In this video (posted 19 October 2022) anti-white racism is criticised by Nick Timothy, chief of staff for 10 Downing Street under Theresa May, British prime minister from 2016 to 2019. Timothy describes institutions, public and private, as being “tightly controlled” by militant identity politics as practised by “academics, activists, HR managers and diversity officers”. He likens this institutional control to living under a communist dictatorship.
This video was produced by the New Culture Forum under the leadership of Peter Whittle. The Forum has emerged as a champion of British identity at a time of unprecedented attacks on public monuments and the innocence of school children. It is heartening to see high status individuals joining the fight to defend British democracy.
And this is a fine speech as far as it goes. Timothy is clearly disturbed by the rapid deterioration of British political culture due to the authoritarian left’s capture of institutions. He echoes the concern voiced in the United States, such as by Professor Victor Davis Hanson, who reports comprehensive institutional capture in that country. Hanson discussed an article he published in the American Greatness website, titled “This isn’t your father’s left-wing revolution”. The gist of his argument is that the cultural-Maoist revolution of the 1960s and 1970s was a bottom-up, easy-going, free speech affair. The organised leftists and SDS murderers were small in number. This new cultural revolution is top down; it is being conducted from within the centres of power.
Unlike Hanson, Timothy thinks the problem of Anglophobic identity politics has emerged only in the last few years, not ten years as suggested by one questioner. Perhaps this explains why Timothy did not speak up sooner. Presumably he disagrees with analysts such as Professor Eric Kaufmann, who traces multicultural ideology back to the late 19th century, and dates its emergence as a dominant political force in the late 1960s and 1970s, at least in the United States? (The Rise and Fall of Anglo America)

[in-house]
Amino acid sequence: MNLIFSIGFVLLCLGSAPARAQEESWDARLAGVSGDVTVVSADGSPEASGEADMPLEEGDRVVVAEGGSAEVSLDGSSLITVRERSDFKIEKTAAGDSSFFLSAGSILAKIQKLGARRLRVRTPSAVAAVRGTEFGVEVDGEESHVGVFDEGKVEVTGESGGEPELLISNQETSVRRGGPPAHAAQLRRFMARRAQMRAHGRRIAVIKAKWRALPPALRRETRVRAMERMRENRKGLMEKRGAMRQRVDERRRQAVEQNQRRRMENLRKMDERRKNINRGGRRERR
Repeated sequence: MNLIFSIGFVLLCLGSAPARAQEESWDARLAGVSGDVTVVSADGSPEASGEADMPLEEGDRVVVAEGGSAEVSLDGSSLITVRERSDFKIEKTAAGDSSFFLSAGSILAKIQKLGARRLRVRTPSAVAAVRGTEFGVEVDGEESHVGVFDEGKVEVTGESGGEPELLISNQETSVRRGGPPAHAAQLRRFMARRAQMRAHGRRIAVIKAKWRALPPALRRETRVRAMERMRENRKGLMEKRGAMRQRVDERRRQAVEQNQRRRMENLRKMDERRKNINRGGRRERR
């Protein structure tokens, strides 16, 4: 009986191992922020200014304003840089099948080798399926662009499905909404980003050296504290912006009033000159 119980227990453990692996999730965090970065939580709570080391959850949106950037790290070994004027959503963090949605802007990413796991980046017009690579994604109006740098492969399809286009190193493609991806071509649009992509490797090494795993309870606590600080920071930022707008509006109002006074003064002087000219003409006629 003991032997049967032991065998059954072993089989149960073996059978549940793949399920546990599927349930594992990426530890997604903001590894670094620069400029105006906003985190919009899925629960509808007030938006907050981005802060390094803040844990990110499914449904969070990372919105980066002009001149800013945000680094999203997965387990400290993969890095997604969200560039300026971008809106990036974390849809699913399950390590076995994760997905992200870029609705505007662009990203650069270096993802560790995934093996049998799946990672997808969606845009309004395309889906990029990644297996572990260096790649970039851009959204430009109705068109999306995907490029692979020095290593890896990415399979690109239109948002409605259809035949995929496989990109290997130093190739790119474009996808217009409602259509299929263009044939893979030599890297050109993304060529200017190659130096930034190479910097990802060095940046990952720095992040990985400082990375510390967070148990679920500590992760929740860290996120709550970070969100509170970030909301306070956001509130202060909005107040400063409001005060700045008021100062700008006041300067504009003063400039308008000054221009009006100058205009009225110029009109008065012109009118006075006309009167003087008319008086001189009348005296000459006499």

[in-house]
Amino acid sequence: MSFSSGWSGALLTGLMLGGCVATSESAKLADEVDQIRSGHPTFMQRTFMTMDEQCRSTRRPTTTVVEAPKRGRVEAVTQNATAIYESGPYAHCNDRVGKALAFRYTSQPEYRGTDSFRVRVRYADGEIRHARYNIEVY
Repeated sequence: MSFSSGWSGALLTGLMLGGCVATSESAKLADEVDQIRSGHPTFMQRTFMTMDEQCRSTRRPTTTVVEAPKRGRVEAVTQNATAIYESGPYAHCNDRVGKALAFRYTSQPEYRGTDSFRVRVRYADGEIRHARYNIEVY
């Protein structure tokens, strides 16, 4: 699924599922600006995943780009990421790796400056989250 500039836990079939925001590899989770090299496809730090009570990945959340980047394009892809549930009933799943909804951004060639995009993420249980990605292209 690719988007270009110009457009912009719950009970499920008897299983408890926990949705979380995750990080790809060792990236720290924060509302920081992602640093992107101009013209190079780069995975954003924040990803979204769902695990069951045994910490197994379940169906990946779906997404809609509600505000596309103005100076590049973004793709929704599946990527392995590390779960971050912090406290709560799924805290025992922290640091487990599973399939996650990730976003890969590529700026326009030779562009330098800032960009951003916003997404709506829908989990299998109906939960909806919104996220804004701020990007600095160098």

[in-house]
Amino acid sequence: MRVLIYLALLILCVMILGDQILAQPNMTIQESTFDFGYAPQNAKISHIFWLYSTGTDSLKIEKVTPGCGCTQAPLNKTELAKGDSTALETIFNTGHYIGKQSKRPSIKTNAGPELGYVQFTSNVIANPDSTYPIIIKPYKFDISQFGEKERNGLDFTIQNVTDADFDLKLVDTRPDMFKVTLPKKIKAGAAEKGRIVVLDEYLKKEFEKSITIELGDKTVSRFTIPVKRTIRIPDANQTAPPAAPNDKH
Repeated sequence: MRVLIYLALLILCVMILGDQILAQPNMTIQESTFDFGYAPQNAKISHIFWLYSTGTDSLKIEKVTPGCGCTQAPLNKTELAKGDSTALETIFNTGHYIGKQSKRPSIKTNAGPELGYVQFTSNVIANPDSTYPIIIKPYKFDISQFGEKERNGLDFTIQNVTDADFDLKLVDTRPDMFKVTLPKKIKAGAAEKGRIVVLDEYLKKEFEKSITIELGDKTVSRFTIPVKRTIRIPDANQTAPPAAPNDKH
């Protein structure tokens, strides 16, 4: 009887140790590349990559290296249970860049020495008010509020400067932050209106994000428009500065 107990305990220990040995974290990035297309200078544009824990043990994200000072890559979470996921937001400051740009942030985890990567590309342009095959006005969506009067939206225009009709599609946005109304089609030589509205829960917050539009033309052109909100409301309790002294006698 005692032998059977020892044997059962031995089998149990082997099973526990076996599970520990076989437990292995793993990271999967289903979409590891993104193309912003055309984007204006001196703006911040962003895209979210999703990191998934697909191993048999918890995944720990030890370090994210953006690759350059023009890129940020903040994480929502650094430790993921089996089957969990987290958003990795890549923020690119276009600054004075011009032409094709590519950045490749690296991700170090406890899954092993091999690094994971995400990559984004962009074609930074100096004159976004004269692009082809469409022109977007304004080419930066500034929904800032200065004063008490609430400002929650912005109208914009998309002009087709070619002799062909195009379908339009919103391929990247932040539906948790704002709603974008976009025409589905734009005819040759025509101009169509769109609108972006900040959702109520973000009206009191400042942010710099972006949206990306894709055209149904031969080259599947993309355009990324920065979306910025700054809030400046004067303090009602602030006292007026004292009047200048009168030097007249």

In the 1960s many commentators perceived a deterioration in Britain’s race relations. In that light, it would be interesting to know whether Timothy sympathises people from that era who observed some of the same trends that Timothy perceives now. For example, does he think Enoch Powell accurately warned about ethnic replacement, censorship, mass violence, and people’s fear of coming under the “whip hand” of immigrant minorities? Or does he think that Ted Heath, the Conservative Party leader, got it right when he sacked Powell for speaking up?
Anyone who advertises himself as a defender of truth and of traditional Britain should be expected to have positions on these questions.